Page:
The cryptocurrency he created, an “algorithmic stablecoin” called Terra, was in reality a glorified Ponzi scheme, experts say.

Yet as recently as March 2022, Kwon was being described in glowing South Korean media reports as a “genius” as thousands of private investors lined up to pour cash into his company.

“Kwon and his story are a product of our times,” Cho Dong-keun, an economics professor emeritus at Myongji University, told AFP.

“He knew how to win the hearts of those who so desperately wanted to make a fortune in one stroke. He also knew how to exploit their anxiety and turn it into massive profits.”

Elite connections

Born in 1991, Kwon attended South Korea’s elite Daewon Foreign Language High School where, according to a book he wrote about his school days, he founded an English-language student paper and competed in various English debating championships.

He went on to major in computer science at Stanford University in the US, and reportedly interned at Apple and Microsoft before returning to Asia to start his own business.

In 2018, he co-founded Terraform Labs with Daniel Shin—who is linked to South Korea’s elite Samsung family through his uncle—and developed the TerraUSD and Luna currencies.

He quickly rose to fame, partly thanks to Shin’s connections, successfully branding himself as a young industry luminary.

TerraUSD was marketed as a “stablecoin”, a type of cryptocurrency which is typically pegged to stable assets such as the US dollar to prevent drastic price fluctuations.

In 2019, he featured in Forbes’ 30 under 30 Asia list.

Forbes wrote that Kwon’s “price-stable cryptocurrency, or stablecoin, attracted 40 million users to work with the company at launch in January 2018”.

“With the aim of building a blockchain-based payment system, Terra has raised $32 million from crypto-giants such as Binance,” it said.

‘S Korean Elizabeth Holmes’

But experts had long warned Kwon’s model was fundamentally flawed, with some outright calling it a Ponzi scheme.

Unlike other stablecoins backed by real-world assets such as cash or gold, TerraUSD was algorithmic—pegged only to sister currency Luna, using maths and incentive mechanisms to maintain their peg.

“Algorithmic stablecoins like Terra/Luna were doomed from the very beginning,” Christian Catalini, founder of MIT’s Cryptoeconomics Lab, told AFP.

“Things can work for a while, while the ecosystem is growing, but are destined to run into a death spiral at some point.”

A full investigation of Kwon should help clarify what happened when Terra/Luna collapsed, he said, adding this was necessary to improve the crypto industry as a whole.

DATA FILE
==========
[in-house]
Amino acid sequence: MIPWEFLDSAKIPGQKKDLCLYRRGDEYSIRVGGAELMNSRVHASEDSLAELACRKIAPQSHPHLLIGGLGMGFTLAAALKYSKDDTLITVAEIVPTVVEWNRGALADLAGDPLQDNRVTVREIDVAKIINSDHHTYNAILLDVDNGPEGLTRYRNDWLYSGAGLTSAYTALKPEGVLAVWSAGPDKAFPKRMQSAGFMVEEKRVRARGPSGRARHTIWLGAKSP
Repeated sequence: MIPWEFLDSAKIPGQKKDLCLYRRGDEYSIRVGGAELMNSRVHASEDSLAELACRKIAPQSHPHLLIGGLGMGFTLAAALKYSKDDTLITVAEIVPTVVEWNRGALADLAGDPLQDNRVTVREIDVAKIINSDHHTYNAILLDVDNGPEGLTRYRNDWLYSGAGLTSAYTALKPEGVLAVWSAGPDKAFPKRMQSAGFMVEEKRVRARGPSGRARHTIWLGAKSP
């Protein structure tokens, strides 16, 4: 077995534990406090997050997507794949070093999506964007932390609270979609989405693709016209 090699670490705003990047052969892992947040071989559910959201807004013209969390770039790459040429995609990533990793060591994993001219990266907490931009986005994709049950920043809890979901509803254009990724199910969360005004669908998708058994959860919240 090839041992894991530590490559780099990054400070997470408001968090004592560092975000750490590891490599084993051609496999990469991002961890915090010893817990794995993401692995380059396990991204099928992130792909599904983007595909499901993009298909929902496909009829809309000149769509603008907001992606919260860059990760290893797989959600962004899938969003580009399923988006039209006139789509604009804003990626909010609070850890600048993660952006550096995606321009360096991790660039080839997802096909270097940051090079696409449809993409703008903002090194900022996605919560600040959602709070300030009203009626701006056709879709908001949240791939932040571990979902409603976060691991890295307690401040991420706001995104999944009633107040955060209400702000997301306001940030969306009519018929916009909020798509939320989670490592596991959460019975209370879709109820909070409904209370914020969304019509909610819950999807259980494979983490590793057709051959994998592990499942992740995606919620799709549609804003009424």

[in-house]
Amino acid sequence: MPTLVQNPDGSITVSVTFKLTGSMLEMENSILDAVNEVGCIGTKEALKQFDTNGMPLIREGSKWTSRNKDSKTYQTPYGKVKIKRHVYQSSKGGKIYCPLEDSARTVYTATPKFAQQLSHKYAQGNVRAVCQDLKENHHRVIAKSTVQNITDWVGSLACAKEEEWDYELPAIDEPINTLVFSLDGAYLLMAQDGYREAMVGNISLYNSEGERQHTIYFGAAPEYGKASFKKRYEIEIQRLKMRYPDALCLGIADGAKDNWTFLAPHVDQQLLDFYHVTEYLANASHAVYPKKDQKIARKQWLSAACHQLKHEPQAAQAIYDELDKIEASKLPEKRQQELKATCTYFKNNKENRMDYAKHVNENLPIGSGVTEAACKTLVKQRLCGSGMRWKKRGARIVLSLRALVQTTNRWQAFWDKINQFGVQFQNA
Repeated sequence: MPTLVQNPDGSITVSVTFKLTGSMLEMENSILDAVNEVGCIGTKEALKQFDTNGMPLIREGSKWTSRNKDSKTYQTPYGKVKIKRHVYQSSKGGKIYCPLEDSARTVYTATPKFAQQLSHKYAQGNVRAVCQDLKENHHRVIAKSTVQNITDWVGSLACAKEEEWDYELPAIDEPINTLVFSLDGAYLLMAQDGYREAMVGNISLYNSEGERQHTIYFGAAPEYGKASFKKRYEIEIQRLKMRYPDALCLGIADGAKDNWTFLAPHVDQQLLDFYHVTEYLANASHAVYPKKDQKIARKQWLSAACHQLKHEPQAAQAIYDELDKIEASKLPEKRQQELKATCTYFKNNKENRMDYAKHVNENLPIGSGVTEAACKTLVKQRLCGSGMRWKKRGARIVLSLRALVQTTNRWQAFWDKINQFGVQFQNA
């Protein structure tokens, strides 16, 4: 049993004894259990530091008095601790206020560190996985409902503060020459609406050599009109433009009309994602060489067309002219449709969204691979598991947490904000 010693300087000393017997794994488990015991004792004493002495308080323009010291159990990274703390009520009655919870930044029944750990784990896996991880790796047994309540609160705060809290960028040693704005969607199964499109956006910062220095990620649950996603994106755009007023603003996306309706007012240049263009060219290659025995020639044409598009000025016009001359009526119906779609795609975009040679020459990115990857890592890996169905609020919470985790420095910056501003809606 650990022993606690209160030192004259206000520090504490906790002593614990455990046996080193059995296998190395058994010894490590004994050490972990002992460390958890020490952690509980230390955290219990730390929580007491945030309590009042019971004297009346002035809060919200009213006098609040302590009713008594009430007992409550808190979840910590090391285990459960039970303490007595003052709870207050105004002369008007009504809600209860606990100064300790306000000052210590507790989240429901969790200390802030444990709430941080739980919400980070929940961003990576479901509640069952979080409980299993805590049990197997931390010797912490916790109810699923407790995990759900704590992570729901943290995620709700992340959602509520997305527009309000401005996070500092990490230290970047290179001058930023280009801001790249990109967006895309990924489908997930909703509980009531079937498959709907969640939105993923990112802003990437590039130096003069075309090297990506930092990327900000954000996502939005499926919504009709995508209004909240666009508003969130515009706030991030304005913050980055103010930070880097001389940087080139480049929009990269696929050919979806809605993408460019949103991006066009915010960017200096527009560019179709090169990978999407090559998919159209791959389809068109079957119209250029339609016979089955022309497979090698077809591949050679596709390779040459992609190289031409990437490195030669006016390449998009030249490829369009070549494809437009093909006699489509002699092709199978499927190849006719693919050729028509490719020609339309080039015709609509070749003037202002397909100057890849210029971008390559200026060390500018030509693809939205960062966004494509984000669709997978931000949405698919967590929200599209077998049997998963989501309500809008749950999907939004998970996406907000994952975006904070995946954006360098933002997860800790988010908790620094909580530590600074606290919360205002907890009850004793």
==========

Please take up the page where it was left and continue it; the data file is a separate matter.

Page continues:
“We need to make sure that bad actors are not able to use the technology to design scams and perpetuate other forms of fraud or financial crime,” he said.

Kwon’s impressive rise and precipitous fall are now being compared to those of convicted American fraudster Elizabeth Holmes, the disgraced founder of the medical technology startup Theranos.

Kwon “is just like Holmes, another elite who went to Stanford”, the Korea Economic Daily newspaper wrote.

Cory Klippsten, CEO of crypto trading app Swan.com, made a similar parallel on Twitter last year.

Kwon had “major Elizabeth Holmes vibes”, he wrote ahead of the collapse. “Creepy levels of cockiness on display, 99.99% of the time means fraud.”

Kwon slipped out of South Korea before disaster struck in May last year, and has effectively been in hiding ever since—even as he claimed on Twitter that he was not “on the run”.

South Korea eventually revoked his passport, and asked Interpol to place him on the red notice list.

“A responsible adult and entrepreneur would have stayed and explained,” professor Cho at Myongji University said.

“The fact that he tried to avoid authorities by even using forged passports shows his character.”

© 2023 AFP

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Recycling of fruit waste into a solar absorber for water desalination



Recycling of fruit waste into solar absorber for water desalination
Assistant Professor Edison Ang Huixiang (left) and his PhD student, Marliyana Aizudin (right) from National Institute of Education/Nanyang Technological University Singapore, turn fruit waste into value-added MXene materials for solar desalination. Credit: NIE/NTU Singapore

Scientists from the National Institute of Education/Nanyang Technological University of Singapore developed a method for converting fruit wastes such as coconut husks, orange peels, and banana peels into a solar absorber made of MXene for efficient water desalination process.

Singapore produces over 20,000 tons of fruit waste annually, the majority of which comes from the fruit juicing sector, which uses 50% of the fruit but discards the rest as trash, such as fruit peel. This gave Dr. Edison Ang inspiration. He sees wealth where others perceive waste since wastes are free resources that may be used to create valuable products, like MXene in this example.

A type of material known as MXene has outstanding light-to-heat conversion capabilities and can be utilized to build solar stills for the treatment of water using clean, renewable solar energy. This solar still can be made portable and set up easily in rural areas with limited access to electricity.

Fruit wastes were used to create MXene materials through a two-step carbonization process, and these materials were employed to create a solar absorber in a solar still for water desalination. This work has been featured in the 2022 Young Chemists theme collection in the Journal of Materials Chemistry A.

The key findings of the paper are:

  • MXenes derived from fruit wastes demonstrate excellent light-to-heat conversion efficiency, with a rate of 90%. This is nearly 30% higher than that of the commercial solar absorber, which means that it is more effective at converting solar energy into heat energy.